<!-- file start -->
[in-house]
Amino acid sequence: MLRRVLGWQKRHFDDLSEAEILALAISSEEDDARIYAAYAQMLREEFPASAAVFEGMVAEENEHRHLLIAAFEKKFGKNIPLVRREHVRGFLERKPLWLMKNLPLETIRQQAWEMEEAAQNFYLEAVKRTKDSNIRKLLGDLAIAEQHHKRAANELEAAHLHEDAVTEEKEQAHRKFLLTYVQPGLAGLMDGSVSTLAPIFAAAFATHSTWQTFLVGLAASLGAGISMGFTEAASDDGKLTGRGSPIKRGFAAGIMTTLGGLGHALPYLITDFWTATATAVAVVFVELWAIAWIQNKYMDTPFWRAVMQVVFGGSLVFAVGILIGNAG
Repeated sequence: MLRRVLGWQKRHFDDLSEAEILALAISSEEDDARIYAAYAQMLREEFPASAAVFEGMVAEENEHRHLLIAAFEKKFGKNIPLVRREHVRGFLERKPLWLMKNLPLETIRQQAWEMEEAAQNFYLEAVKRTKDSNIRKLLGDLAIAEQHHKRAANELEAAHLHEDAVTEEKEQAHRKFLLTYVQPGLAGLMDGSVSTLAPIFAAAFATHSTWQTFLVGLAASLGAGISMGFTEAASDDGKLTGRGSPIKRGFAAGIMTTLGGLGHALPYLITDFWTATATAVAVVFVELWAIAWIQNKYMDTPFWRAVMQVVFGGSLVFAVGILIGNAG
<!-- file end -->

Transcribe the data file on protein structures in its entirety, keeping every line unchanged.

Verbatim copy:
[in-house]
Amino acid sequence: MLRRVLGWQKRHFDDLSEAEILALAISSEEDDARIYAAYAQMLREEFPASAAVFEGMVAEENEHRHLLIAAFEKKFGKNIPLVRREHVRGFLERKPLWLMKNLPLETIRQQAWEMEEAAQNFYLEAVKRTKDSNIRKLLGDLAIAEQHHKRAANELEAAHLHEDAVTEEKEQAHRKFLLTYVQPGLAGLMDGSVSTLAPIFAAAFATHSTWQTFLVGLAASLGAGISMGFTEAASDDGKLTGRGSPIKRGFAAGIMTTLGGLGHALPYLITDFWTATATAVAVVFVELWAIAWIQNKYMDTPFWRAVMQVVFGGSLVFAVGILIGNAG
Repeated sequence: MLRRVLGWQKRHFDDLSEAEILALAISSEEDDARIYAAYAQMLREEFPASAAVFEGMVAEENEHRHLLIAAFEKKFGKNIPLVRREHVRGFLERKPLWLMKNLPLETIRQQAWEMEEAAQNFYLEAVKRTKDSNIRKLLGDLAIAEQHHKRAANELEAAHLHEDAVTEEKEQAHRKFLLTYVQPGLAGLMDGSVSTLAPIFAAAFATHSTWQTFLVGLAASLGAGISMGFTEAASDDGKLTGRGSPIKRGFAAGIMTTLGGLGHALPYLITDFWTATATAVAVVFVELWAIAWIQNKYMDTPFWRAVMQVVFGGSLVFAVGILIGNAG